Kim Hudson: Weighing ‘free range’ vs. responsible parenting

A recent case against a Montgomery County family spotlights the question of what responsible parenting really means.

Are you familiar with the case? On a Saturday afternoon in December the Meitiv family allowed their 10-year-old son and 6-year-old daughter to walk about a mile from their home to play at a neighborhood park. The children were picked up by police after someone called and reported the children were walking alone.

The children had been given permission by their father to go to the park and they were on their way home.

After a two-month investigation by Montgomery County Child Protective Services, a ruling of unsubstantiated child abuse was given to the parents. This finding means a file will be kept open on the family for at least five years and leaves the question of what happens if the children are found walking  alone again unanswered.

What do you think?

This case sparked major controversy. Headlines of “free range” vs. responsible parenting filled social media outlets and local news. Discussions arose regarding how safe children really are and if the authorities stepped out of line.

The Meitivs explained that they believe their children should be given the ability to make their own choices to foster independence and self reliance. They have gradually granted their children the freedom to walk and play in nearby areas alone and would not have allowed this outing if they felt their kids could not handle it.

So when did parents lose the ability to determine what is in their child’s best interest? Obviously there are behaviors and situations that constitute child abuse and/or neglect. Is allowing your child some independence one of them?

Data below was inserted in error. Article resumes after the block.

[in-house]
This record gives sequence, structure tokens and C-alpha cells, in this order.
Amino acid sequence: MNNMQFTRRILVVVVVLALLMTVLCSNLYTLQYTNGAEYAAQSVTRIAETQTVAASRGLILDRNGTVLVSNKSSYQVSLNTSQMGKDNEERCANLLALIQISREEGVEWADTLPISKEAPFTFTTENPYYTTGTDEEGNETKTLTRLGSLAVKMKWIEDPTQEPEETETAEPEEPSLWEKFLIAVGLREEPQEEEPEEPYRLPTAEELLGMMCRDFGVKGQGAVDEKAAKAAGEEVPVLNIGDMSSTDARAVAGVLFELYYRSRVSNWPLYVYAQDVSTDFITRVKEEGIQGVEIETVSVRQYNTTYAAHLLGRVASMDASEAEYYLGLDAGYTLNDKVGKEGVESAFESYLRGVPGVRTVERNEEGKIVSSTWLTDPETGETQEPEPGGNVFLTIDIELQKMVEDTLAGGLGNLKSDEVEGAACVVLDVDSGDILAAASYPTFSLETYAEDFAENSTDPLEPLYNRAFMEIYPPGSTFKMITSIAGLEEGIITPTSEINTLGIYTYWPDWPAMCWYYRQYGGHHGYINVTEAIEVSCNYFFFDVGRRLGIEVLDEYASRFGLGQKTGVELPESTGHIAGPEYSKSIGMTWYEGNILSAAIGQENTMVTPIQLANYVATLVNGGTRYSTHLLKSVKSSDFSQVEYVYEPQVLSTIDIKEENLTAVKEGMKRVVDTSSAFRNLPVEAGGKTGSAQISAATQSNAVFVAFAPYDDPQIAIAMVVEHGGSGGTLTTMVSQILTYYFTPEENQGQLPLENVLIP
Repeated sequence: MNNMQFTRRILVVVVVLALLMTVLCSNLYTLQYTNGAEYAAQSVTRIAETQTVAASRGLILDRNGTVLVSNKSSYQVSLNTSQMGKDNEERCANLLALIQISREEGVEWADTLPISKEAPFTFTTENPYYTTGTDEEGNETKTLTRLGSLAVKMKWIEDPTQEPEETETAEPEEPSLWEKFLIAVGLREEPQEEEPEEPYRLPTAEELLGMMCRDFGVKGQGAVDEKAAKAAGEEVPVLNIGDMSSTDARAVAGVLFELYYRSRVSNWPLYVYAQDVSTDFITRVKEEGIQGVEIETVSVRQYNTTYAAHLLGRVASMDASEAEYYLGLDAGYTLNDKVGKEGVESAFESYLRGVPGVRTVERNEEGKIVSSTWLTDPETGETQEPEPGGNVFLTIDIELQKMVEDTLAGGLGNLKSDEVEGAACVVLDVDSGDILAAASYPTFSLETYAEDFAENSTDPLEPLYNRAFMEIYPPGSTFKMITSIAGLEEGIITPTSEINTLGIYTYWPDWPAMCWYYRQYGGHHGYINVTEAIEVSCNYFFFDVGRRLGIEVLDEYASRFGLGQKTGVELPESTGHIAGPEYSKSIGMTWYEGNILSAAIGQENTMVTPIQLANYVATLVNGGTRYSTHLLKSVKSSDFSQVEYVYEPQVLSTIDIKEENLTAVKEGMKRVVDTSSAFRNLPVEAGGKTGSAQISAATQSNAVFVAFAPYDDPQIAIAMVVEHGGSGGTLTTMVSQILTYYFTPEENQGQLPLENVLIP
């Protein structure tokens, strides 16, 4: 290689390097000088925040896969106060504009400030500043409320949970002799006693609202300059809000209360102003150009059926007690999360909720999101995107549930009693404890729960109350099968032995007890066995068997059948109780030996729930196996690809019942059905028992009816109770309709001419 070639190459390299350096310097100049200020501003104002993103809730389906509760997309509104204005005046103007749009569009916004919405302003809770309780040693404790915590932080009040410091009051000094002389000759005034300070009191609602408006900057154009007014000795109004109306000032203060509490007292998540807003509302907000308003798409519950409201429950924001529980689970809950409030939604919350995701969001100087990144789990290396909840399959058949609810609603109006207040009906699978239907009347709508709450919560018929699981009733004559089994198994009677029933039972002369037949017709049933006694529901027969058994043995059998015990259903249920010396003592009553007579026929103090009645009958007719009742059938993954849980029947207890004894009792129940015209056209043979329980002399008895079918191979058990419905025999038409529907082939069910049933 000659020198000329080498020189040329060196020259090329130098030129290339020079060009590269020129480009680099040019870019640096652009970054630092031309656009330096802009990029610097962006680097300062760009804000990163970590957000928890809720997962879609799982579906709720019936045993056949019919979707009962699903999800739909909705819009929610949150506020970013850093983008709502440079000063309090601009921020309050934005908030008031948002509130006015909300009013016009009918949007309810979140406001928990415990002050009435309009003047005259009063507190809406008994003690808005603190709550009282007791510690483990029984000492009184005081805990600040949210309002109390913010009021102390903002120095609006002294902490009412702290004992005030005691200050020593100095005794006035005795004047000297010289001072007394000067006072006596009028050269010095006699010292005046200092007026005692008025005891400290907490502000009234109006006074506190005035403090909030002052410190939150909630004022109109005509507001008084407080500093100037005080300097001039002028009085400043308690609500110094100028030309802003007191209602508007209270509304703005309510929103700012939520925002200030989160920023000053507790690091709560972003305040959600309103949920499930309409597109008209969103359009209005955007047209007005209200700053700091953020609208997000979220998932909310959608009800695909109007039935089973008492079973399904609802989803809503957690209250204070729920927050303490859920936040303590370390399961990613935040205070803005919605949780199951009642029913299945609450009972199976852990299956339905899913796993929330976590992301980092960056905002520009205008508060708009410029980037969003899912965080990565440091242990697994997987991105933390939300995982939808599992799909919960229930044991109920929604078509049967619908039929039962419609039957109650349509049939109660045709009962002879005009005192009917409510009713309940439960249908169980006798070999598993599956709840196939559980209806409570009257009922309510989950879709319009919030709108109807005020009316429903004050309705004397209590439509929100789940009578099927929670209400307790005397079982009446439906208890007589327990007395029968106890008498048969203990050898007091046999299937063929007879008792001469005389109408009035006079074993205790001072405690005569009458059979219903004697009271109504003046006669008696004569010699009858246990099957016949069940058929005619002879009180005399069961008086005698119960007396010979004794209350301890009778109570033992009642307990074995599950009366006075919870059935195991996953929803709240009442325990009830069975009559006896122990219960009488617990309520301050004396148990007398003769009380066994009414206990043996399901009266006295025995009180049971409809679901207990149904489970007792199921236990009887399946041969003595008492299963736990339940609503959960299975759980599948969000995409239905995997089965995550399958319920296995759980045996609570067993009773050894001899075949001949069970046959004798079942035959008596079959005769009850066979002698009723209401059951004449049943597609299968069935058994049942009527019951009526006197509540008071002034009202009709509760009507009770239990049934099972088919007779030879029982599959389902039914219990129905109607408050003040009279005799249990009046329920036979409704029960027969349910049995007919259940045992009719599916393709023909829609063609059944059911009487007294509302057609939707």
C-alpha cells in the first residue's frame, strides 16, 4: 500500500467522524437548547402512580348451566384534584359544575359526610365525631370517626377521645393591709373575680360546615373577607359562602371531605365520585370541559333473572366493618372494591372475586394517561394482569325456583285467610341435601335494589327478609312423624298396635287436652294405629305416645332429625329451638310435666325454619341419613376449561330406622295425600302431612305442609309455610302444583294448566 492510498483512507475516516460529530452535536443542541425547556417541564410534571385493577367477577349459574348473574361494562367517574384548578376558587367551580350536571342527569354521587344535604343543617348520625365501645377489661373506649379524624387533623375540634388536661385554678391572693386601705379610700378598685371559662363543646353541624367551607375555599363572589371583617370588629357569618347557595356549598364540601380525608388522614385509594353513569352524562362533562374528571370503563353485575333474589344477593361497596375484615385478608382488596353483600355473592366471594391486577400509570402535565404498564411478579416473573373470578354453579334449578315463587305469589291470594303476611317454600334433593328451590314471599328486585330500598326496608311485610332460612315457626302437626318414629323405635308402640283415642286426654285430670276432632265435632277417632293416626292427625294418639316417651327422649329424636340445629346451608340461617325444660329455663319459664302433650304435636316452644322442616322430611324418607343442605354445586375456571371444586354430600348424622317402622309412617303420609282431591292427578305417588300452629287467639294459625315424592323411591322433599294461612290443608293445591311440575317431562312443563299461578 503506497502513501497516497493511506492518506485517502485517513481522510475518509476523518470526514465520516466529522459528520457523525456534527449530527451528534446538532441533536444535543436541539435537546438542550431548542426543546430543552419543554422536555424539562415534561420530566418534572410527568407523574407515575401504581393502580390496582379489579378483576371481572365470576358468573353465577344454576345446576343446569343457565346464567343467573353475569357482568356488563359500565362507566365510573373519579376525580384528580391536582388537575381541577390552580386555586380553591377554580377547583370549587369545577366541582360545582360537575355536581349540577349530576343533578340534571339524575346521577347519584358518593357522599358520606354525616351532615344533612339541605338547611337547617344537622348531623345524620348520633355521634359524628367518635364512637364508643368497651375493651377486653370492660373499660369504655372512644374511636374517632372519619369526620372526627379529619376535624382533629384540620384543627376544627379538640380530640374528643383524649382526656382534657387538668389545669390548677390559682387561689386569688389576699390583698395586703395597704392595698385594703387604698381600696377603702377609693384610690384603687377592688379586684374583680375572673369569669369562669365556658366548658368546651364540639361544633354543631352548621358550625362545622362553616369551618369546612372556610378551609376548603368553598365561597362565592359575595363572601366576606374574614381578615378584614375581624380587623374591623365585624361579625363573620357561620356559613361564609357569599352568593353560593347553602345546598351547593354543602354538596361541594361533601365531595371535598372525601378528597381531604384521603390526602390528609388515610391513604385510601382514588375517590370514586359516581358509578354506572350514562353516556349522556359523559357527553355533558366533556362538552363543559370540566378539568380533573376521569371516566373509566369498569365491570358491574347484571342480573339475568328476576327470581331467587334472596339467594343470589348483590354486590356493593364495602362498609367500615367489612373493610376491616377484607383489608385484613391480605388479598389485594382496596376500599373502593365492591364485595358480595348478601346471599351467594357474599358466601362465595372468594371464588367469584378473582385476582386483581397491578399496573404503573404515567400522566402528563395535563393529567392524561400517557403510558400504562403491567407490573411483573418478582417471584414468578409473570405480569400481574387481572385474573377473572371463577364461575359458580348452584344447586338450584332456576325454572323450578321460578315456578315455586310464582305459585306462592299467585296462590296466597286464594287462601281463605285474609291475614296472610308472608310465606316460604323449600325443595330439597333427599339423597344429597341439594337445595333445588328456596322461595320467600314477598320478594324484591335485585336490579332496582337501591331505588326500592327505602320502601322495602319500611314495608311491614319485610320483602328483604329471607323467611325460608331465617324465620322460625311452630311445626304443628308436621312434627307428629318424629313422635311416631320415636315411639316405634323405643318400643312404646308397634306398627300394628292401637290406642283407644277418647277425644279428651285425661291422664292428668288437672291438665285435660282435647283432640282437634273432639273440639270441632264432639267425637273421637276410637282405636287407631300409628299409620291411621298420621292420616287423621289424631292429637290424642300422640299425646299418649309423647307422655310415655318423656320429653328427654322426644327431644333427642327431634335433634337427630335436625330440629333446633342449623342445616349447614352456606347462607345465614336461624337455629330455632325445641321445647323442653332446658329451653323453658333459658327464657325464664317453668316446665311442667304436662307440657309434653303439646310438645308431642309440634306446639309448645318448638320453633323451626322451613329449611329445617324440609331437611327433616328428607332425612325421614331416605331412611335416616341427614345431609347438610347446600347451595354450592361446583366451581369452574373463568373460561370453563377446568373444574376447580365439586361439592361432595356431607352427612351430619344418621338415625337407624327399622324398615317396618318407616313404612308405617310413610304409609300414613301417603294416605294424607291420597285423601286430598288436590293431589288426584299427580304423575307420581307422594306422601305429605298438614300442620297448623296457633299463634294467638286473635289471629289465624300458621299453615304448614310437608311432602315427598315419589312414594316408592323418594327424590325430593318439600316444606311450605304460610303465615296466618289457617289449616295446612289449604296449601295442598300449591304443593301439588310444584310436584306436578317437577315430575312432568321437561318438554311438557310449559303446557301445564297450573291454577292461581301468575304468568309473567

Have we truly become a society that thinks you can’t let your kids out of your sight for one second for fear something will happen to them?

And is it not good enough that two otherwise upstanding parents made the determination that their children were mature and responsible enough to go to the park alone?

While I understand the concerns of neighbors and law enforcement I can’t help but think back to a simpler time when kids roamed free all day long, with no cell phones and no parental supervision and they didn’t return home until dinner time.

The same fears were certainly present then but our attitudes were much different.

While I don’t know that I would have allowed my kids the same freedom at the ages of 10 and 6, that is really beside the point.

If I feel it isn’t safe for my child to walk to the bus stop by himself, does that mean it isn’t safe for all children? Maybe you think a 9-year-old shouldn’t be allowed to cook by herself but your neighbor’s daughter does almost every day. Who is right and who is wrong?

I think this case certainly opens up some good discussion points on our current thoughts and attitudes. Should we be fearful to let our children walk or play without supervision? Who should determine when it is safe and when it is not?

And are we looking at the impact our decisions are having on the next generation?

Contact Kim Hudson at

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